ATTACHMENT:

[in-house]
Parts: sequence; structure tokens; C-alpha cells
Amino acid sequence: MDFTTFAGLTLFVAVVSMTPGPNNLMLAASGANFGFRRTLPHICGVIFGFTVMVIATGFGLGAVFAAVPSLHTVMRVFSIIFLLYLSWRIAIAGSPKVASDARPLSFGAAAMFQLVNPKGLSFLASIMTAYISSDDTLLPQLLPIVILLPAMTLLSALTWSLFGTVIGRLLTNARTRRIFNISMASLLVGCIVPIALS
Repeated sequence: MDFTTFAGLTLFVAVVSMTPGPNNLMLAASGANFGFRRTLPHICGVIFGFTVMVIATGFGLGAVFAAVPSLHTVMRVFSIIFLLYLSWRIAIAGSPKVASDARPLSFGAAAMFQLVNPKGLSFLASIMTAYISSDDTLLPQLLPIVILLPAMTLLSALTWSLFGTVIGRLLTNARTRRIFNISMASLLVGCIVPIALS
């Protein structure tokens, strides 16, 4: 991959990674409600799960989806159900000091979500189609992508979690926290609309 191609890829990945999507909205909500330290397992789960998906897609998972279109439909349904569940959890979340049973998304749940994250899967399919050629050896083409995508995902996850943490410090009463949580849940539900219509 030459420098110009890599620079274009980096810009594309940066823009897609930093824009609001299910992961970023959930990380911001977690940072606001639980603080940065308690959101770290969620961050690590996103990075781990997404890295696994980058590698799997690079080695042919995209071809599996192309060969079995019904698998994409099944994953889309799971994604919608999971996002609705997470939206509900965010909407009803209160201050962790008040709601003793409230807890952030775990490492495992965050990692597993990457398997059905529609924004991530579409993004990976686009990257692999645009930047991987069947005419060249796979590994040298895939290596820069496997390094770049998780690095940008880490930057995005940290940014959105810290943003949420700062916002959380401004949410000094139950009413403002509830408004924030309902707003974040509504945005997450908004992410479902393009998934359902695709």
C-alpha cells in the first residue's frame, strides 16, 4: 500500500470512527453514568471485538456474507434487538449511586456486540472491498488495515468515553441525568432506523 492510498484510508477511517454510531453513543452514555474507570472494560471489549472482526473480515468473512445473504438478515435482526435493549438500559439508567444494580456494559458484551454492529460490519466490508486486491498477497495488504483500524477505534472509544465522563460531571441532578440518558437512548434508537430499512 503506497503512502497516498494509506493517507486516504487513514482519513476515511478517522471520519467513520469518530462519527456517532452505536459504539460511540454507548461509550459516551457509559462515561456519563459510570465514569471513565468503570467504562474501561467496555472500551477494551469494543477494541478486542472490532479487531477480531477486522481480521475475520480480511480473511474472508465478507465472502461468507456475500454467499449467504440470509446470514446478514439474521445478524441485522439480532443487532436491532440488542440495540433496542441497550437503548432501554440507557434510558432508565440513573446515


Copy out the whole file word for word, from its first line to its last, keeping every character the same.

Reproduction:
[in-house]
Parts: sequence; structure tokens; C-alpha cells
Amino acid sequence: MDFTTFAGLTLFVAVVSMTPGPNNLMLAASGANFGFRRTLPHICGVIFGFTVMVIATGFGLGAVFAAVPSLHTVMRVFSIIFLLYLSWRIAIAGSPKVASDARPLSFGAAAMFQLVNPKGLSFLASIMTAYISSDDTLLPQLLPIVILLPAMTLLSALTWSLFGTVIGRLLTNARTRRIFNISMASLLVGCIVPIALS
Repeated sequence: MDFTTFAGLTLFVAVVSMTPGPNNLMLAASGANFGFRRTLPHICGVIFGFTVMVIATGFGLGAVFAAVPSLHTVMRVFSIIFLLYLSWRIAIAGSPKVASDARPLSFGAAAMFQLVNPKGLSFLASIMTAYISSDDTLLPQLLPIVILLPAMTLLSALTWSLFGTVIGRLLTNARTRRIFNISMASLLVGCIVPIALS
């Protein structure tokens, strides 16, 4: 991959990674409600799960989806159900000091979500189609992508979690926290609309 191609890829990945999507909205909500330290397992789960998906897609998972279109439909349904569940959890979340049973998304749940994250899967399919050629050896083409995508995902996850943490410090009463949580849940539900219509 030459420098110009890599620079274009980096810009594309940066823009897609930093824009609001299910992961970023959930990380911001977690940072606001639980603080940065308690959101770290969620961050690590996103990075781990997404890295696994980058590698799997690079080695042919995209071809599996192309060969079995019904698998994409099944994953889309799971994604919608999971996002609705997470939206509900965010909407009803209160201050962790008040709601003793409230807890952030775990490492495992965050990692597993990457398997059905529609924004991530579409993004990976686009990257692999645009930047991987069947005419060249796979590994040298895939290596820069496997390094770049998780690095940008880490930057995005940290940014959105810290943003949420700062916002959380401004949410000094139950009413403002509830408004924030309902707003974040509504945005997450908004992410479902393009998934359902695709």
C-alpha cells in the first residue's frame, strides 16, 4: 500500500470512527453514568471485538456474507434487538449511586456486540472491498488495515468515553441525568432506523 492510498484510508477511517454510531453513543452514555474507570472494560471489549472482526473480515468473512445473504438478515435482526435493549438500559439508567444494580456494559458484551454492529460490519466490508486486491498477497495488504483500524477505534472509544465522563460531571441532578440518558437512548434508537430499512 503506497503512502497516498494509506493517507486516504487513514482519513476515511478517522471520519467513520469518530462519527456517532452505536459504539460511540454507548461509550459516551457509559462515561456519563459510570465514569471513565468503570467504562474501561467496555472500551477494551469494543477494541478486542472490532479487531477480531477486522481480521475475520480480511480473511474472508465478507465472502461468507456475500454467499449467504440470509446470514446478514439474521445478524441485522439480532443487532436491532440488542440495540433496542441497550437503548432501554440507557434510558432508565440513573446515